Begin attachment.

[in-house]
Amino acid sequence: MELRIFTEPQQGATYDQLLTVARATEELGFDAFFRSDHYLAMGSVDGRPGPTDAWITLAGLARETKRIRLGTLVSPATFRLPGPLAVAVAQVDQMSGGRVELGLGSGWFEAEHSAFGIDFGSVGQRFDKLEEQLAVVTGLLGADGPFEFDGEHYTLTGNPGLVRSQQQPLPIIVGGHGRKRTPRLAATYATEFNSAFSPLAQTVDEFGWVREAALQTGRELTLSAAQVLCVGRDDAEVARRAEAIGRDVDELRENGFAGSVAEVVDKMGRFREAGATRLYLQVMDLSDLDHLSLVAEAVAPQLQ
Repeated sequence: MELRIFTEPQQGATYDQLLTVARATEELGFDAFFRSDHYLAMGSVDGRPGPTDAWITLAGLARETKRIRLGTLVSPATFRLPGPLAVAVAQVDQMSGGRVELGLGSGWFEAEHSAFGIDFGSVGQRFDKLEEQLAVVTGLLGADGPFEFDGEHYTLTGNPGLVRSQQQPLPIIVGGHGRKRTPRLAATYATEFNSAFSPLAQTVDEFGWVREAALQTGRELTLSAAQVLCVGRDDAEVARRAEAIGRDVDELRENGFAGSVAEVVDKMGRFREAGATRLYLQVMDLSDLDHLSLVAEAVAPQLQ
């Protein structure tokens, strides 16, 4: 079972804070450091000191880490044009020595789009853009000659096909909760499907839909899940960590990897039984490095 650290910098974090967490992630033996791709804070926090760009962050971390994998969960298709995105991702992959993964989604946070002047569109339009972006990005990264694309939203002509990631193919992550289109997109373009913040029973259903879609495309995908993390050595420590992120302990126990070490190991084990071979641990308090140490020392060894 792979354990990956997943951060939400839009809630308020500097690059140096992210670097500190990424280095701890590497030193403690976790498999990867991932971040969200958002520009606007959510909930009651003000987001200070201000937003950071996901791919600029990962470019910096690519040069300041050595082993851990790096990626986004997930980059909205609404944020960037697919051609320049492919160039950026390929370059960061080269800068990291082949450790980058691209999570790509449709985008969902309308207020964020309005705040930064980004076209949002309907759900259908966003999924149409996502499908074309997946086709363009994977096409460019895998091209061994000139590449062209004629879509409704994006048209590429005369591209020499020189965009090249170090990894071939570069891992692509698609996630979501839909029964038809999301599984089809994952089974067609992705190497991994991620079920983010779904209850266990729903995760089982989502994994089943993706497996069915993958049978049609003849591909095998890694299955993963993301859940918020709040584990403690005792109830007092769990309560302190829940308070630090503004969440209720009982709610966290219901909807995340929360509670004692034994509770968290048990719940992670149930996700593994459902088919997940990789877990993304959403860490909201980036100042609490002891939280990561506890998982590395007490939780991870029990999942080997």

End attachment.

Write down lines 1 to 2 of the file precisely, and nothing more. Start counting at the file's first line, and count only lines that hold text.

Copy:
[in-house]
Amino acid sequence: MELRIFTEPQQGATYDQLLTVARATEELGFDAFFRSDHYLAMGSVDGRPGPTDAWITLAGLARETKRIRLGTLVSPATFRLPGPLAVAVAQVDQMSGGRVELGLGSGWFEAEHSAFGIDFGSVGQRFDKLEEQLAVVTGLLGADGPFEFDGEHYTLTGNPGLVRSQQQPLPIIVGGHGRKRTPRLAATYATEFNSAFSPLAQTVDEFGWVREAALQTGRELTLSAAQVLCVGRDDAEVARRAEAIGRDVDELRENGFAGSVAEVVDKMGRFREAGATRLYLQVMDLSDLDHLSLVAEAVAPQLQ